red pepper

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Roasted Garlic White Bean and Red Pepper Dip

Published April 21, 2013 by jenmatteson

Another recipe from Jaida at Sweet Beginnings.  That girl just makes so many yummy things!  I’ve had this in my “to try” list for awhile now, and had the perfect opporutniy to try it out.  We had Nate’s parents over for ribs (in Nate’s new smoker!) last weekend, and I didn’t want anything really heavy to set out as an appetizer before we ate dinner.  I figured we’d all be excited and trying to save room for the ribs!

Roasted Garlic White Bean and Red Pepper DIp

This white bean dip was the perfect snack before dinner.  I loved the fact that it had an entire head of roasted garlic – you can never go wrong with roasted garlic!  The original recipe calls for 1 cup of cannelini beans and 3 scallions.  After adding everything to the food processor, I thought the rosemary and scallions were far too over powering.  Good thing I got two cans of beans instead of one.  I ended up adding two cans of cannellini beans, but for me the scallion taste still was overpowering.  I did use fairly large scallions, so maybe that’s why.  Next time, I’ll only add a little at a time and taste as I go.  Lesson learned.  Overall, I still loved the dip, but I certainly wouldn’t plan to be making out with Adam Levine after noshing on it 😉  It’d be a great spread on a turkey or veggie sandwich, too!

Roasted Garlic White Bean and Red Pepper Dip

Roasted Garlic White Bean and Red Pepper Dip

Source: Adapted from Sweet Beginnings
Servings: Makes about 2 cups


1 garlic bulb
2 cans cannellini beans, rinsed and drained
2 tbsp fresh lemon juice
1 tbsp olive oil
1-2 scallions, rough chopped
1/2 red bell pepper, rough chopped
1 1/2 tsp fresh rosemary
1/4 tsp cayenne pepper


1. Preheat oven to 400 degrees.  Cut pointed end of the garlic bulb, exposing as many cloves as possible.  Drizzle generously with olive oil, wrap in foil, and roast until cloves are soft, about 40 minutes.

2. Remove from oven, open foil, and let cool slightly.  Squeeze cloves from skins into food processor.  Add beans, lemon juice, olive oil, red pepper, scallions rosemary and cayenne.  Puree until smooth.  (I suggest adding the scallions one at a time and testing the flavor as you add more).

3. Transfer to bowl and refrigerate until flavors have blended, at least one hour.

Think you don’t like Brussels sprouts? Think again.

Published November 21, 2012 by jenmatteson

Ever wonder how Brussels sprouts get their name?  I did.  So I looked it up.  And yes, it’s probably what you are thinking.  The modern Brussels sprouts that we are familiar with today was first cultivated in large quantities in Belgium.  Did I just blow your mind?

No?  Okay, well try these and I just might.  Unfortunately, Brussels sprouts have an underserving reputation as “gross”.  Many children and men (okay, probably some picky women too) avoid Brussels sprouts at all costs.  Nate included.  The problem stems from them not being prepared properly, and if something is gross the first time you try it, why would you try it again?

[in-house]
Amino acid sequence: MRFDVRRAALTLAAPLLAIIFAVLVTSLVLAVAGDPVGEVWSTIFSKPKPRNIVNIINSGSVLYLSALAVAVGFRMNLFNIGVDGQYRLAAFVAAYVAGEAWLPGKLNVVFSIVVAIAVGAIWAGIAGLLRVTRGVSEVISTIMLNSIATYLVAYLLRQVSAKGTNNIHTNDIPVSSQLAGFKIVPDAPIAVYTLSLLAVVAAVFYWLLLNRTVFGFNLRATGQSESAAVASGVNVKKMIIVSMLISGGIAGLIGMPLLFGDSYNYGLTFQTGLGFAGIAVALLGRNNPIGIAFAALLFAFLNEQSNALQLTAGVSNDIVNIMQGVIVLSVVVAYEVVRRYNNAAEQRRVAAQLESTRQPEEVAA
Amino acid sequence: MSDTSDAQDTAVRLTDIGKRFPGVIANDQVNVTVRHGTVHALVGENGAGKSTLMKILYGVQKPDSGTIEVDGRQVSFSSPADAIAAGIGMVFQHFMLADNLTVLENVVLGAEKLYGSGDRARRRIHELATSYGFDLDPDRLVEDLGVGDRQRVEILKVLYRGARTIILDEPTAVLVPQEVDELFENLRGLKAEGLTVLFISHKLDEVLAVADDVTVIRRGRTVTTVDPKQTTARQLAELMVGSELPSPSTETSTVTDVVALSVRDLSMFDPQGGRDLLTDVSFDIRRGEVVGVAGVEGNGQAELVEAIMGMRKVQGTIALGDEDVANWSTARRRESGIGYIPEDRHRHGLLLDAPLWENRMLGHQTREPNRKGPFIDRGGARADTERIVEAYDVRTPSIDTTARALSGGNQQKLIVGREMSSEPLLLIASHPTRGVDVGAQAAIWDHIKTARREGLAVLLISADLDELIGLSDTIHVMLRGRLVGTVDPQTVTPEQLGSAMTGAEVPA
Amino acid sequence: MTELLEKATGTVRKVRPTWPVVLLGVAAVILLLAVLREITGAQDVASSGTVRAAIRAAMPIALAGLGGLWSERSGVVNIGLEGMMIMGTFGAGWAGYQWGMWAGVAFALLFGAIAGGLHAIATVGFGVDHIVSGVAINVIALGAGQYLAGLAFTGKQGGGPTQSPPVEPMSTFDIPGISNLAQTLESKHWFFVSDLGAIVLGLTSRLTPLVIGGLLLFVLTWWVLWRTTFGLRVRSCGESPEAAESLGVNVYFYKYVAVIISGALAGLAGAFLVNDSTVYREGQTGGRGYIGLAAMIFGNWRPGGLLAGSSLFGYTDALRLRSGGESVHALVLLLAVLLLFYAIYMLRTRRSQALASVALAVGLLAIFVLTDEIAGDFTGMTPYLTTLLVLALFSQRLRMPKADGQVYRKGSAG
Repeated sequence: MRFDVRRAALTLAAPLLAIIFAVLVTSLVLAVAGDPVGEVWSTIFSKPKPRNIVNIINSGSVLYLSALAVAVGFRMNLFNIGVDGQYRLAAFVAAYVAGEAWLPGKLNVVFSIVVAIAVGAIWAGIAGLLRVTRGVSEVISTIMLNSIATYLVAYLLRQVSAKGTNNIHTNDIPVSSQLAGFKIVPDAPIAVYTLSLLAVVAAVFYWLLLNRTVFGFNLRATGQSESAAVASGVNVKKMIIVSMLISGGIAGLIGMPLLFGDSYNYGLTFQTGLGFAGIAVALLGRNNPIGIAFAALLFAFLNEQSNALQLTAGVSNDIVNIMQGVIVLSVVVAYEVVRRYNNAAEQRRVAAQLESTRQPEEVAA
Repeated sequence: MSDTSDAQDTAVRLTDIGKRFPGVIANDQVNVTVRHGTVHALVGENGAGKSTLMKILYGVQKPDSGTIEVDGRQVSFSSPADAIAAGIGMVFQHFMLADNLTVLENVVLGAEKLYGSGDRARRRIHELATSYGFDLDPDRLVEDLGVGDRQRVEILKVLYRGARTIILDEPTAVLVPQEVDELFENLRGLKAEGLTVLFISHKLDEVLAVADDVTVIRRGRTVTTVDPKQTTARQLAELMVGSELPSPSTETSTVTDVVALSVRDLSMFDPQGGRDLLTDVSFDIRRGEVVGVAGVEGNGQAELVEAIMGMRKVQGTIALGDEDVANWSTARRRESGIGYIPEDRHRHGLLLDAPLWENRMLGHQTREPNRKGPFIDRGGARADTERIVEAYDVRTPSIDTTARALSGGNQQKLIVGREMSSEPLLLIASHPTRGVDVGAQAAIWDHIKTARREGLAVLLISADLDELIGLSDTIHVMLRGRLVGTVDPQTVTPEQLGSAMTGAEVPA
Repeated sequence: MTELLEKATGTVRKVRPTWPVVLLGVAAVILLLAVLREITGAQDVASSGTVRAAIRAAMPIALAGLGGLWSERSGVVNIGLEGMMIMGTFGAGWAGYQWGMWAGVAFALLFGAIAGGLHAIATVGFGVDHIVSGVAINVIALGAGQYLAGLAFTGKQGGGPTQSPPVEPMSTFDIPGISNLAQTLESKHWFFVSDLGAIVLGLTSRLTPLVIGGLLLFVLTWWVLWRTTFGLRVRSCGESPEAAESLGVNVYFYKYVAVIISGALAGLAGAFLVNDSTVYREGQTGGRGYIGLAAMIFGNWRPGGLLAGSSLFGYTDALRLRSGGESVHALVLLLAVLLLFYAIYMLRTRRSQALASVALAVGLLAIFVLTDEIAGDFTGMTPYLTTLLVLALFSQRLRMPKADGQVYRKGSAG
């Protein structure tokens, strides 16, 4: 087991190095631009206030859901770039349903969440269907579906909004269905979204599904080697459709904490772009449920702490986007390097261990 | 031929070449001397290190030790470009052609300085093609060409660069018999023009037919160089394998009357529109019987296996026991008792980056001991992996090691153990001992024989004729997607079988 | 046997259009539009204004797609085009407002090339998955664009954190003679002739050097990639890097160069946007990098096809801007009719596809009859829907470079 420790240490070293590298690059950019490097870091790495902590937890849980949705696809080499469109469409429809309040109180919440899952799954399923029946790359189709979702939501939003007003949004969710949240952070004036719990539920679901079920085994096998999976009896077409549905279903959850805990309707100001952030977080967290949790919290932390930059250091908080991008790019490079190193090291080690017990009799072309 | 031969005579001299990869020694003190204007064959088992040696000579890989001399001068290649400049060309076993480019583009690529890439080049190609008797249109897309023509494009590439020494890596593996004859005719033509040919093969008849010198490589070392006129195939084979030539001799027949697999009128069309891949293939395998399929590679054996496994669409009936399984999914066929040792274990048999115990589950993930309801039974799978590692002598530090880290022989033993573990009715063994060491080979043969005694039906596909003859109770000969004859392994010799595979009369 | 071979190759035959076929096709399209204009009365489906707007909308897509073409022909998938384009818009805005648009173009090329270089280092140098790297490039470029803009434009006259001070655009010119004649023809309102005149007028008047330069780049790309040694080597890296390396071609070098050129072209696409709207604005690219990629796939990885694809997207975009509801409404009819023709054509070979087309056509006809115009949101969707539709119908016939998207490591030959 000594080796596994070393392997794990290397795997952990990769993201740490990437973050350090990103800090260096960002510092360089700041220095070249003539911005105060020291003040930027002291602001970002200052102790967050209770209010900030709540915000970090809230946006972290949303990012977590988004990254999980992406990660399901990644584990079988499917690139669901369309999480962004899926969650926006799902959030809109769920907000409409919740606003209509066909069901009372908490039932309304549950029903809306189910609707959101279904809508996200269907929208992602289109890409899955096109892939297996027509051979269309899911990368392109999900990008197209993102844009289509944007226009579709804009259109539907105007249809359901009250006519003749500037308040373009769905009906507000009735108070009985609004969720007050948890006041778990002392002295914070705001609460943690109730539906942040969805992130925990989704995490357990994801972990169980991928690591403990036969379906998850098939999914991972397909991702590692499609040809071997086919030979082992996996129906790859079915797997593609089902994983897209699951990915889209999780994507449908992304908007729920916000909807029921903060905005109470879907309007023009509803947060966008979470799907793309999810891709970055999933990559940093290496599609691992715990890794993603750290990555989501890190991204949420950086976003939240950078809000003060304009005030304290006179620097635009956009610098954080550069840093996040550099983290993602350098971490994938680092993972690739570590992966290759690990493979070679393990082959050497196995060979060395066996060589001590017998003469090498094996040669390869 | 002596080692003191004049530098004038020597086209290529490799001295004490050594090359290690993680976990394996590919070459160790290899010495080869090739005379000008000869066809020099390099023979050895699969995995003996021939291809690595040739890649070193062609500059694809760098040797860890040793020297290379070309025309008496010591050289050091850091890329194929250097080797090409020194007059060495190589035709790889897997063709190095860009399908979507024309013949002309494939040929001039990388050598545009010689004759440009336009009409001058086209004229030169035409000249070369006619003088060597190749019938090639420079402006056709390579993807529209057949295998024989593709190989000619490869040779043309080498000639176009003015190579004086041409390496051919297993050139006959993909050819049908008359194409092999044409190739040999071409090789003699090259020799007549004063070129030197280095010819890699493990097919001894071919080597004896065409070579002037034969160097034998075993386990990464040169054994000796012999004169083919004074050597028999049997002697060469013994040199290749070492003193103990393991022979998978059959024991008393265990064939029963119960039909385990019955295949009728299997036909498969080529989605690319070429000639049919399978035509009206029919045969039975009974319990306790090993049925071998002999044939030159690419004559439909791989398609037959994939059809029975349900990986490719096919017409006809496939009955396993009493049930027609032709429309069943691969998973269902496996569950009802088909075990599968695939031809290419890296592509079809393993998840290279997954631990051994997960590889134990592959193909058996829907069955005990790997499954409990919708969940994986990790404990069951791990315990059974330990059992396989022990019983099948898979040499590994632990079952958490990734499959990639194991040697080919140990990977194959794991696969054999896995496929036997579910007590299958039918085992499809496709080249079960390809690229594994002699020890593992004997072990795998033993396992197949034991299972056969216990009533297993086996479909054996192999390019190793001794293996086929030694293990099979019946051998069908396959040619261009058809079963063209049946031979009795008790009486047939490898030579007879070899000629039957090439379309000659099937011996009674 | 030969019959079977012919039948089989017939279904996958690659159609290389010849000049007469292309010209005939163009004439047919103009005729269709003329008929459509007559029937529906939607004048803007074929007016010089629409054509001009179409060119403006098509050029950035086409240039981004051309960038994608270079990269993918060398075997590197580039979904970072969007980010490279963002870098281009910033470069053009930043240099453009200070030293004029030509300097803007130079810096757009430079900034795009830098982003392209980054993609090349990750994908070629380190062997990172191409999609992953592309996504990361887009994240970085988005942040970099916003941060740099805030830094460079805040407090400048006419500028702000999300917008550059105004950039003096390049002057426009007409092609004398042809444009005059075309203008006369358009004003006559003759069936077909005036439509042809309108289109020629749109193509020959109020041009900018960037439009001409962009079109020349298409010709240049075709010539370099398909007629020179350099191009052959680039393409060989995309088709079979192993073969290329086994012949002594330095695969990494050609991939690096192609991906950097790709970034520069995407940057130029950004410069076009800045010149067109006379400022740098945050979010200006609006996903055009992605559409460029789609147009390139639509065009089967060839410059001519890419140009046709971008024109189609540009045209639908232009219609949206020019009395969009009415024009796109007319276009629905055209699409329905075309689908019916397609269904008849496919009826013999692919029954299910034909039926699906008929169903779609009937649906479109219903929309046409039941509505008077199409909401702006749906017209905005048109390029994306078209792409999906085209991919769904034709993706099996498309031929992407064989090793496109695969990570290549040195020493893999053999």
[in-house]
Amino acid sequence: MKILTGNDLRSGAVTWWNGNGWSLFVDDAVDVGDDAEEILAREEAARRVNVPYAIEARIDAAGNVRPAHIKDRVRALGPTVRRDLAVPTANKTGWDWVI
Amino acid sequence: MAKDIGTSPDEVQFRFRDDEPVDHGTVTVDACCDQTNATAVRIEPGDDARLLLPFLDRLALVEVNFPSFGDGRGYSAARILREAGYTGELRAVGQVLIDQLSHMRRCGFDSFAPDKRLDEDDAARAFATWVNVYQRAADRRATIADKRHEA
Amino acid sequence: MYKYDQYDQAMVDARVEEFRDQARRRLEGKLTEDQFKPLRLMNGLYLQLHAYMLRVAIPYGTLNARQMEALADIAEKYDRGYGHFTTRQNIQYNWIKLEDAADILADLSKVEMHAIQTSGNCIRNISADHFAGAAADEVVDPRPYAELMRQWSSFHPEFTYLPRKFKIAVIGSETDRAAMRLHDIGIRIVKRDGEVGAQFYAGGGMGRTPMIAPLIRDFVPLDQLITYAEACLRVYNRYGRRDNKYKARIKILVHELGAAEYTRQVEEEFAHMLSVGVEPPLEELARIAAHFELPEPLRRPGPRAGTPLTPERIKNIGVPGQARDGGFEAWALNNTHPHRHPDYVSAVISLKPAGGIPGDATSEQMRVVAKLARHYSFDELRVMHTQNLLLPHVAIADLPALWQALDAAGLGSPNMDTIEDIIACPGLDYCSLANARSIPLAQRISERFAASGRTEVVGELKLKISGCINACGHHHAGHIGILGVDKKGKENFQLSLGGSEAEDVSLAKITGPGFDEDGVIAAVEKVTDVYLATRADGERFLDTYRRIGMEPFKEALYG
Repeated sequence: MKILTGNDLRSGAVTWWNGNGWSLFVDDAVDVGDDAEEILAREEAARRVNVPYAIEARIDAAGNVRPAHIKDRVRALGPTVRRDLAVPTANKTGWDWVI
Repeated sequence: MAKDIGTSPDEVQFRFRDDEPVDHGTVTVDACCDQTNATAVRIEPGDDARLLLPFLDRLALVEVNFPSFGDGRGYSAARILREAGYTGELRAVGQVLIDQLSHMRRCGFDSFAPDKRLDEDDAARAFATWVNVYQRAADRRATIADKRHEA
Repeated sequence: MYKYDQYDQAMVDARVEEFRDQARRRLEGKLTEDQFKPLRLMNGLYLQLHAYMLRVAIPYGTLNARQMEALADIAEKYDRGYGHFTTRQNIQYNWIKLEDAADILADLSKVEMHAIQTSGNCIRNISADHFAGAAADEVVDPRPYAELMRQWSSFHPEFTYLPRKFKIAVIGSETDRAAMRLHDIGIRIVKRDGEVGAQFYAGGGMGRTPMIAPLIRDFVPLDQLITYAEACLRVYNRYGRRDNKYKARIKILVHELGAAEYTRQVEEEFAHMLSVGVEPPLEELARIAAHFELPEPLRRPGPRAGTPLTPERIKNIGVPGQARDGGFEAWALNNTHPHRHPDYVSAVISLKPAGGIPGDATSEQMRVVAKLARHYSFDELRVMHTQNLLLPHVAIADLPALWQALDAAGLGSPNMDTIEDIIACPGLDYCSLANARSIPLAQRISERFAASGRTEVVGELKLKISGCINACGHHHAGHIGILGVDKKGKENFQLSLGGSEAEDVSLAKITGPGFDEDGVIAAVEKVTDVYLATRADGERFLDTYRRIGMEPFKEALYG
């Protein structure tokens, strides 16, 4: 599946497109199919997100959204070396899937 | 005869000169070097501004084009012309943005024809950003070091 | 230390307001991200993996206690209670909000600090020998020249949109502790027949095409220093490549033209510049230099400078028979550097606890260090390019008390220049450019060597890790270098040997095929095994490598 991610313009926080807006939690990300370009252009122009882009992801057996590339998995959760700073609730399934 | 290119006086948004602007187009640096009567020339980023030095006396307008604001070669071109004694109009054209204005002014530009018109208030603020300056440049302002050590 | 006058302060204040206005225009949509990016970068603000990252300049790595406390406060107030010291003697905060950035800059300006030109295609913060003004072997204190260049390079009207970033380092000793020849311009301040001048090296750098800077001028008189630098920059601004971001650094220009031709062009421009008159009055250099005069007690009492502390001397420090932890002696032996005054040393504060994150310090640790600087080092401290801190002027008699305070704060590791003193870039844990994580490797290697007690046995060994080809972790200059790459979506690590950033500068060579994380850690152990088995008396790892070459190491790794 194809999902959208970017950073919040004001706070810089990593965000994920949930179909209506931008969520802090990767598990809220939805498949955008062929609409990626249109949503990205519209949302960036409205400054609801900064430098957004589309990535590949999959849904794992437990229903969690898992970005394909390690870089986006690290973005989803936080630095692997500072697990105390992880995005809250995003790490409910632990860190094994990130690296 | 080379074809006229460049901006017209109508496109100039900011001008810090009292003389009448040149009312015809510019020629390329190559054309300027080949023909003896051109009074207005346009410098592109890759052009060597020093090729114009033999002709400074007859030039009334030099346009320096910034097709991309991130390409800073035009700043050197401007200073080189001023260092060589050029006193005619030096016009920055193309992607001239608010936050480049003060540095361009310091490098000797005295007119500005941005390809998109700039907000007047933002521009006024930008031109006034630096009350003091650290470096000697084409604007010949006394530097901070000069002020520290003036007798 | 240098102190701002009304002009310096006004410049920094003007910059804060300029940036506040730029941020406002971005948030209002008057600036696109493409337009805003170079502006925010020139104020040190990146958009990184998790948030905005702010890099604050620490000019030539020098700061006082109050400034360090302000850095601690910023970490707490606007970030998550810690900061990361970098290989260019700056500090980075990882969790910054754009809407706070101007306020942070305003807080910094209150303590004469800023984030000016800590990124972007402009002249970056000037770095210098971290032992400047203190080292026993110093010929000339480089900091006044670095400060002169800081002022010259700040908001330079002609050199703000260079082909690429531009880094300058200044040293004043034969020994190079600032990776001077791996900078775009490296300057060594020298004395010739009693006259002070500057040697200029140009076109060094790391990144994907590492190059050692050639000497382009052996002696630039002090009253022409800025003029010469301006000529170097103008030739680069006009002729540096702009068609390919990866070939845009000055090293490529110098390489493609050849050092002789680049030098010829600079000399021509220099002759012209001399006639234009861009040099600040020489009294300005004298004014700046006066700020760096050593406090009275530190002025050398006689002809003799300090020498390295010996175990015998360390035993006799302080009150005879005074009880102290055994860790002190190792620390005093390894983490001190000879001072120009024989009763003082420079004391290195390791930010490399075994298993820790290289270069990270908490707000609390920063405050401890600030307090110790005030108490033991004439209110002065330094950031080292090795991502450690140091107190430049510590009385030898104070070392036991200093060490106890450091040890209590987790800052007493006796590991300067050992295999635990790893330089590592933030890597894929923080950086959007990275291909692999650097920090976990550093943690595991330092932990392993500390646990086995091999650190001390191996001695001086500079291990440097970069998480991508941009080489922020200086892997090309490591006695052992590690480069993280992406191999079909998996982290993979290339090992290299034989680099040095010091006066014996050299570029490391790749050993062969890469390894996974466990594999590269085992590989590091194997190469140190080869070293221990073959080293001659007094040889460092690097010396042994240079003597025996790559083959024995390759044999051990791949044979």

Well, I’m telling you now, try them again.  Use this recipe.  I made these for our friends Thanksgiving and even Nate tried some, though he didn’t really say anything about them.  But the fact that he ate more than one says enough.  I did feel they were a little undercooked, but I think that’s much better than overcooked and soggy.  Whether or not Nate eats these again, I’ll certainly be making them again.

Spicy and Galicky Brussels Sprouts

Source: Adapted from Food and Wine
Servings: 4


1 lb Brussels sprouts, halved
2 tbsp olive oil
3 cloves garlic, smashed
1 tsp crushed red pepper


1. Bring large pot of salted water to a boil.  Add Brussels sprouts and cook until bright green, about 2 minutes.  Drain well and pat dry.

2. In a large deep skillet, heat 2 tbsp olive oil until shimmering.  Add garlic and Brussels sprouts and cook over high heat, undisturbed, for 1 minute.  Add crushed red pepper and salt and continue to cook over moderate heat until sprouts are browned and tender, about 3 minutes.  Serve warm.

Gingered Green Beans

Published November 21, 2012 by jenmatteson

Green beans alone with a little olive oil, lemon, salt and pepper are great, but this is a wonderful way to dress them up a little.  You can certainly adjust the spice if you don’t like the heat.

These were on the menu for our friend’s Thanksgiving this past Saturday, and I put Kim in charge of them.  She did a wonderful job!  We ran out of crushed red pepper, so we added some red pepper flakes in addition.  The beans were cooked perfectly, with a little bite, but the ginger really set these green beans apart.   I don’t know if I’ll make them again without the ginger!

Gingered Green Beans

Source: Adapted from Food and Wine
Servings: 5


1 lb green beans, washed and trimmed
3 tbsp olive oil
2 garlic cloves, thinly sliced
1/2 tsp ground ginger
1/2 tsp crushed red pepper
Kosher salt


1. Fill a large bowl with ice water.  In a large pot of salted boiling water, cook beans until crisp tender, about 4 minutes.  Drain beans and add to ice water to cool.  Drain and pat dry.

2. In a large skillet, heat olive oil.  Add garlic and cook over moderate high heat until fragrant, about 30 seconds.  Stir in the ground ginger and crushed red pepper, then add the beans.  Season with salt and cook until garlic becomes brown the beans are tender, about 2-3 minutes.  Serve warm.

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